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Global streaming giant, Netflix is in the process of unveiling a huge expansion of its slate of Japanese film and TV content. These are aimed at cementing and strengthening its position in the critical Japanese market and also showcasing live action and anime programming that is expected to cross borders.

After the recent success of Korean series “Squid Game,” many eyes have turned to Asia for further high concept non-English-language shows. Netflix itself recently said that the “Squid Game” effect had propelled futuristic Japanese series “Alice in Borderland” back up the rankings in several territories nearly a year after its original release.

Over the course of its two-day Netflix Japan Festival 2021, the company is expected to disclose details of 50 new shows. Day one presentations focused on animation, while the second will home in on live action. These are in addition to the 90 Japanese shows that have previously been available.

The new line-up includes work by renowned filmmakers Mori Yoshihiro (“We Couldn’t Become Adults”), Gekidan Hitori (“Asakusa Kid”), and tie-ups with leading animated film studios like Studio Colorido (“A Whisker Away,” “Drifting Home”)

“Our next big bet is expanding feature films. Japan is home to extraordinary talent who shape the cinematic history of the world. With creators as diverse as the ones we work with today, we’re excited to play a role in the history of great local talent finding their voices and delivering them to audiences everywhere,” said Sakamoto Kaata, Netflix VP of content in Japan.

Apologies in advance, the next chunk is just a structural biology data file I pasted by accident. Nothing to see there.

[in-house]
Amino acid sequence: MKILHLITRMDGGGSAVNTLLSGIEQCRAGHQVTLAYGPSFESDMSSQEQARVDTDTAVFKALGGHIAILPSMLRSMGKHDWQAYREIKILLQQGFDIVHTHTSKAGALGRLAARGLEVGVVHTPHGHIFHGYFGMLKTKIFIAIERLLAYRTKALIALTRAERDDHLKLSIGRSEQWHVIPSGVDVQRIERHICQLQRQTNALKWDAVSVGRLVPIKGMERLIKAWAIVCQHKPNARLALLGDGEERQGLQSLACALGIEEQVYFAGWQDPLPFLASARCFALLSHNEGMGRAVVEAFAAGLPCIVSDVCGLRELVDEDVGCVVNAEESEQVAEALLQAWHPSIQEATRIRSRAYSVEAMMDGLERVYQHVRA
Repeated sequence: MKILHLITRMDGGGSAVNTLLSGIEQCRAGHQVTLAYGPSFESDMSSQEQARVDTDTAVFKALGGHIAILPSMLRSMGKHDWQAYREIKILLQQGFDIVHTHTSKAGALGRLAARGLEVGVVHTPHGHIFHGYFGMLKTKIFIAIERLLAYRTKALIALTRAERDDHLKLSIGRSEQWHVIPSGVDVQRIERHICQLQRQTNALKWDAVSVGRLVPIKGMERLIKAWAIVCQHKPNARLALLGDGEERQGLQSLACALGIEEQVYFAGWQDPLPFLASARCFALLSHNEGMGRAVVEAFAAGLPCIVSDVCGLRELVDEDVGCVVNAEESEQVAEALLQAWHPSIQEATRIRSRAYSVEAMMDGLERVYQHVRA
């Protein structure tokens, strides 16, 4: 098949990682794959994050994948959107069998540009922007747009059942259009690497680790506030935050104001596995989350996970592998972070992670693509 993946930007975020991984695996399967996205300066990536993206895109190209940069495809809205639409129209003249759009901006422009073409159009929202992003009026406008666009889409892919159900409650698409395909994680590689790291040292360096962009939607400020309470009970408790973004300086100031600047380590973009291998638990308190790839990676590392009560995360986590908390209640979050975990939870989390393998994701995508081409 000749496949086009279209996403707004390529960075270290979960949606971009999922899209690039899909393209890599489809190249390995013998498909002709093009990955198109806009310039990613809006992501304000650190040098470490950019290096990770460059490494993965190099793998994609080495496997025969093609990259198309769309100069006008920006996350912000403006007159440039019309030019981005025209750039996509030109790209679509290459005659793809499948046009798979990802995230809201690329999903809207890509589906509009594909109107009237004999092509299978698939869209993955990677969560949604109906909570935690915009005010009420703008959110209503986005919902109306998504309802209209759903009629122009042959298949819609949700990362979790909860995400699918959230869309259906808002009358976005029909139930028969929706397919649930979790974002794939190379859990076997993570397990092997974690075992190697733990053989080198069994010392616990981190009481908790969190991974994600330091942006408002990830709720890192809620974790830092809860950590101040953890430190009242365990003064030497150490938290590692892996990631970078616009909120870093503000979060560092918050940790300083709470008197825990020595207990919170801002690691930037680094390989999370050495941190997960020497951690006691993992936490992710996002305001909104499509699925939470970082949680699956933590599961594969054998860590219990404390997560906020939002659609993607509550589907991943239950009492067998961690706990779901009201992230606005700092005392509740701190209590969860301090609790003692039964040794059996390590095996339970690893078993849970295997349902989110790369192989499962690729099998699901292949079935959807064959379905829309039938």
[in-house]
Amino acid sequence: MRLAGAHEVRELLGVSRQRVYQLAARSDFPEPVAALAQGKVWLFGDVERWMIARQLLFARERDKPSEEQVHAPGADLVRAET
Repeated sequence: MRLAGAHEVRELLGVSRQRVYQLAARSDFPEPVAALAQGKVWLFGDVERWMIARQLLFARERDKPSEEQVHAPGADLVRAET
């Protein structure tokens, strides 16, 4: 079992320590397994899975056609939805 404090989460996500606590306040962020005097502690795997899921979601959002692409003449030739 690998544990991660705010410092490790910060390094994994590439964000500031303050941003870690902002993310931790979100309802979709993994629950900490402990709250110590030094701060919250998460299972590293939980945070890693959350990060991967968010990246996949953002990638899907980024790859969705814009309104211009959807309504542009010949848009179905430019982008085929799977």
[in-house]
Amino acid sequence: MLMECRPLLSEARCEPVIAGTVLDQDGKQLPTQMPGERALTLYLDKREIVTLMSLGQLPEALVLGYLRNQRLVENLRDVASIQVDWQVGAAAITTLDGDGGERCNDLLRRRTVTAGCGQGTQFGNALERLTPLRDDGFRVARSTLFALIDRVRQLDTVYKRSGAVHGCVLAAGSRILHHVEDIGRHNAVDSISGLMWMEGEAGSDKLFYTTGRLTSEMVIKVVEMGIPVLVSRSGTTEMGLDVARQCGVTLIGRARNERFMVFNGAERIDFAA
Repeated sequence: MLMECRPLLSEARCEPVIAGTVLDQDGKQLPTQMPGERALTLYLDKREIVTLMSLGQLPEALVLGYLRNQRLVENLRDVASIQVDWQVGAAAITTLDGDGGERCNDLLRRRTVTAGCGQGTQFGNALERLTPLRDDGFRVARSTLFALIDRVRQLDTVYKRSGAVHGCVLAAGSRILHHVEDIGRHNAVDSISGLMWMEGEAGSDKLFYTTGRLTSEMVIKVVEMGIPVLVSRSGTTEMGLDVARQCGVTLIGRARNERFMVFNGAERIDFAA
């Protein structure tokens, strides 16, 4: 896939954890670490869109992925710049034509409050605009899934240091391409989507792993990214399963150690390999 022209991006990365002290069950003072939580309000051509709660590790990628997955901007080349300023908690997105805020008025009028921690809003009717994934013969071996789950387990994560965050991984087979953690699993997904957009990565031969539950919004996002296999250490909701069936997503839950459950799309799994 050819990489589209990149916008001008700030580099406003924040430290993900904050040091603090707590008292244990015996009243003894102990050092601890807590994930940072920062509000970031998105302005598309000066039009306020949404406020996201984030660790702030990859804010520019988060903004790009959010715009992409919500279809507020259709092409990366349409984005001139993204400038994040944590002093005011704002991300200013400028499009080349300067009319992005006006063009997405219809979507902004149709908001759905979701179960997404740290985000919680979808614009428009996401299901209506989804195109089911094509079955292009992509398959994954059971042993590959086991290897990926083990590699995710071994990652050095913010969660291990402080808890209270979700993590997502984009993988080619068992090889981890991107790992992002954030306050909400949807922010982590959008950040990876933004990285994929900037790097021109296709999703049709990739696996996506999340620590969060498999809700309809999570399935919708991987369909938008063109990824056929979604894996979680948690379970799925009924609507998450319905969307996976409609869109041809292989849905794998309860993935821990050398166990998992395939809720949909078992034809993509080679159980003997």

Outside research has recently suggested that Japan now represents Netflix’s largest consumer base in the Asia-Pacific region, having possibly overtaken English-language early adoption territory Australia. But it is rival Amazon Prime Video that is the premium SVOD market leader in Japan.

In a research document, Media Partners Asia recently said that Amazon has more than 15 million monthly active users in Japan and accounts for 26% share of households’ streaming time. Netflix is estimated to have more than six million subscribers in Japan, and to lie fourth in terms of minutes consumed, behind Amazon Prime, TVer and Abema TV, but ahead of the locally-owned Hulu Japan.

In recent months, Netflix has announced other moves that deepen its roots in Japan. In March, it announced that it had signed a long-term lease on studio space in Tokyo to be used for local productions. In September, it set up a creators’ lounge, complete with artist in residence, intended to embed it further in animation. And last month it unveiled content pacts with both Tokyo Broadcasting System and Nippon TV, owner of Hulu Japan.

Netflix has not disclosed its Japanese financial commitment to date, nor publicly set itself an investment target for the future, unlike South Korea, where at the beginning of the year it committed itself to spending close to $500 million in 2021.

It says it is seeing growing international interest in Japanese content. Japanese titles like “The Seven Deadly Sins,” “Record of Ragnarok,” and “Rurouni Kenshin: The Beginning” each reached the platform’s top ten in over 50 countries. It said too that over 120 million households have watched at least one anime title in the past year, a figure more than double the number of households in 2018.